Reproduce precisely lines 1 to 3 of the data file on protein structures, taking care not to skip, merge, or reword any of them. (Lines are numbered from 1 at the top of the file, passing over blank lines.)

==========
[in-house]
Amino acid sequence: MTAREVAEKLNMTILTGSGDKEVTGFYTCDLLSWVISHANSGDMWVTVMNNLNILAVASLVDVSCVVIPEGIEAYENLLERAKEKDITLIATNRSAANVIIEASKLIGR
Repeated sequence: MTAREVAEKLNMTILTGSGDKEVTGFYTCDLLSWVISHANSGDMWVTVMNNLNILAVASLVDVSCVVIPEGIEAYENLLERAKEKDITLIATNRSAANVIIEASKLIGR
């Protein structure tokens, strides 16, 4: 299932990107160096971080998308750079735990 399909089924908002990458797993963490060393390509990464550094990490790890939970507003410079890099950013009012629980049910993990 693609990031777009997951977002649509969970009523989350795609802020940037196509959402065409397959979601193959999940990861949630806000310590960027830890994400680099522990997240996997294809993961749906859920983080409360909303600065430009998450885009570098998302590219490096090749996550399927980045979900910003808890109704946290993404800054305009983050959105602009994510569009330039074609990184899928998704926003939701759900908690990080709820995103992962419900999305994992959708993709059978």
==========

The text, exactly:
[in-house]
Amino acid sequence: MTAREVAEKLNMTILTGSGDKEVTGFYTCDLLSWVISHANSGDMWVTVMNNLNILAVASLVDVSCVVIPEGIEAYENLLERAKEKDITLIATNRSAANVIIEASKLIGR
Repeated sequence: MTAREVAEKLNMTILTGSGDKEVTGFYTCDLLSWVISHANSGDMWVTVMNNLNILAVASLVDVSCVVIPEGIEAYENLLERAKEKDITLIATNRSAANVIIEASKLIGR